The Force Awakens Characters Guide

Finn and Rey

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Of all the new characters leading the third trilogy of the Star Wars saga, the two most notable stars of the marketing materials and event appearances thus far don’t yet have their full names revealed. Daisy Ridley is playing Rey and John Boyega is playing Finn. We know the former is a scavenger living on the desert planet Jakku who meets an ex-Stormtrooper named Finn and together they eventually cross paths with Han Solo and Chewbacca. The pair represent the new heroes on this journey.

But there’s more to these two and their involvement in the saga but details remain clouded in typical J.J. Abrams-style mystery. The last names of Finn and Rey are being held back with reason says Abrams, fueling speculation that one or both are connected to characters we already know in the lore. “I will only say about that that it is completely intentional that their last names aren’t public record.”

Poe Dameron

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If Rebel Alliance ace pilot Wedge Antilles was a lead character in the original trilogy, Oscar Isaac’s Poe Dameron would be his replacement in Episodes 7-9. Dameron is one of the three new lead heroes set to be introduced in The Force Awakens but his name isn’t integral to the story or tied to classic characters, and no, it’s also not a nod to Nicolas Cage’s Con-Air protagonist Cameron Poe.

“Poe Dameron” is simply a familiar sounding name to J.J. Abrams and is partly derived from the last name of his assistant, Morgan Dameron. The name Poe Dameron, especially the first name, was at first temporary but it sort of stuck. As it turns out, Poe happens to be the name of Abrams’ daughter’s toy polar bar too.

BB-8

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BB-8, the lovable gyro droid that fully functions practically and is based on Ralph McQuarrie’s original Star Wars design art, is poised to be the new generation’s R2-D2, dome head and all. Just like fans met R2 after he and C3P0 crash-landed on the desert planet Tatooine, so to will fans meet BB-8 on another desert planet known as Jakku.

As for the BB-8 droid designation, this one was an easy one that just stuck from the beginning for J.J. Abrams. No other names were considered according to the director. “I named him BB-8 because it was almost onomatopoeia. It was sort of how he looked to me, with the 8, obviously, and then the 2 B’s.”

General Hux

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The most mysterious character of the main cast of Star Wars: Episode VII was that of Domhnall Gleeson’s. Is he a hero, a villain, neither or both? Gleeson is actually playing an officer – a young General – in the remnants of the Empire, now known as The First Order. He’s in a position of power but how he got there so young and what he plans to do with his fleet and armies remains a mystery.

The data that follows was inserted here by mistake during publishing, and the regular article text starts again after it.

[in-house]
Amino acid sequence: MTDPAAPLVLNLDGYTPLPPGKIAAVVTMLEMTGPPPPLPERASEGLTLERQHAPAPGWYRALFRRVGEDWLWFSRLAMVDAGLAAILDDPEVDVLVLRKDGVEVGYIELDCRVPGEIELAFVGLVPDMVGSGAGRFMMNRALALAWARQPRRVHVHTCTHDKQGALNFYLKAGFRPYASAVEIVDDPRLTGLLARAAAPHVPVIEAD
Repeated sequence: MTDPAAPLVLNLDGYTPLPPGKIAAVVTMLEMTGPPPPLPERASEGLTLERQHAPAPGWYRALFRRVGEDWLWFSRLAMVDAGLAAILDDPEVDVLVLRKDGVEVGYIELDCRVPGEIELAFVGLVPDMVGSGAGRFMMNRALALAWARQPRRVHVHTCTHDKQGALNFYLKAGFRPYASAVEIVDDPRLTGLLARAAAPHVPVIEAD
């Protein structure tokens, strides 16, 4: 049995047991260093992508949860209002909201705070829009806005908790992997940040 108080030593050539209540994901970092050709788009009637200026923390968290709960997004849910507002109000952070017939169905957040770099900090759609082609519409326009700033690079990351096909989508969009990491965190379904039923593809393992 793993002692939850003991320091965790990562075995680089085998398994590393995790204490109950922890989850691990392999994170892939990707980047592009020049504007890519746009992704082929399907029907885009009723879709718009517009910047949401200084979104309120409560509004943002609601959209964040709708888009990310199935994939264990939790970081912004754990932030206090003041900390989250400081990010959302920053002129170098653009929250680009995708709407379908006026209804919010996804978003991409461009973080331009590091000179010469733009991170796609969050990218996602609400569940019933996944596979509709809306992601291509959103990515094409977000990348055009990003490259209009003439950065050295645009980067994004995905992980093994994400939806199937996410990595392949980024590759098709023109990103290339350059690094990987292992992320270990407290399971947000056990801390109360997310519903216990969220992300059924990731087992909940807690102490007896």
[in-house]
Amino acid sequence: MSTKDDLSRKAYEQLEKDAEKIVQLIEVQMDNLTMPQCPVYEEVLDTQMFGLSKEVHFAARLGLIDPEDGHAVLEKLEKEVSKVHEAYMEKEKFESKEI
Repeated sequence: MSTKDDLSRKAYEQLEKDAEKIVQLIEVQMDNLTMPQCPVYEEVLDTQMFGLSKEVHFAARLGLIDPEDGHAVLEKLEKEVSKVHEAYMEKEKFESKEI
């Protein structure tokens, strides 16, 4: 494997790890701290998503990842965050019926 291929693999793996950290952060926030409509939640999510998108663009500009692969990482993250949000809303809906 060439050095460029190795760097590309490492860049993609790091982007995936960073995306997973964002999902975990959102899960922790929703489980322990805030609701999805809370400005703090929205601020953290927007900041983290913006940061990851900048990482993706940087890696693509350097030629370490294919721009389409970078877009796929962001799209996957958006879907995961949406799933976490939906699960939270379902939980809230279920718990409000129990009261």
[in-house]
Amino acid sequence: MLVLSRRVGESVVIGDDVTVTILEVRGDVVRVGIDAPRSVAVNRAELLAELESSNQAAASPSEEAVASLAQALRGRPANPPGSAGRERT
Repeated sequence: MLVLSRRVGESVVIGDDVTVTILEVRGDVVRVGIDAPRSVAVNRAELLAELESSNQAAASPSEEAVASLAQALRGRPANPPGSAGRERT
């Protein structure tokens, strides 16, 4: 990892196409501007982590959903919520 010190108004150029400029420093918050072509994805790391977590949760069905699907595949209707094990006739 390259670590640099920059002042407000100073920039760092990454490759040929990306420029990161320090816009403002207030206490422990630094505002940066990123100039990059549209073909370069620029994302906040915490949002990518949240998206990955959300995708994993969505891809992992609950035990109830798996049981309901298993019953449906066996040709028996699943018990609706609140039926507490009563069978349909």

His name isn’t a mystery however – it just popped up while Abrams and screenwriter Lawrence “Larry” Kasdan (Empire Strikes Back, Return of the Jedi) were talking story ideas. They sometimes did this in cemeteries as well, looking at the last names of the deceased. “Larry and I would walk all over the place when we were breaking the story, and we would record our conversations. We were walking through a cemetery that’s near the Bad Robot offices, and we would often, as we were talking about characters, sort of just be glancing at names to see if any of them stuck. I don’t believe that Hux came from there, but it may have.”

Captain Phasma

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Gwendoline Christie, who plays fan-favorite warrior Brienne of Tarth on HBO’s Game of Thrones, suits up in another cool suit of armor for her role in the Star Wars universe – a chrome variant of the iconic Stormtrooper armor. Christie plays the mighty Captain Phasma of The First Order who’s yet to be seen without her helm. She’s a hunter reportedly seeking out Finn for defecting.

Phasma’s name, according to Abrams, comes from the Phantasm horror movie series and was chosen simply because “Phasma sounds really cool.” Abrams shares a connection to Angus Scrimm who plays The Tall Man in all four Phantasm films (and the upcoming fifth installment) from working with him on several episodes of Alias.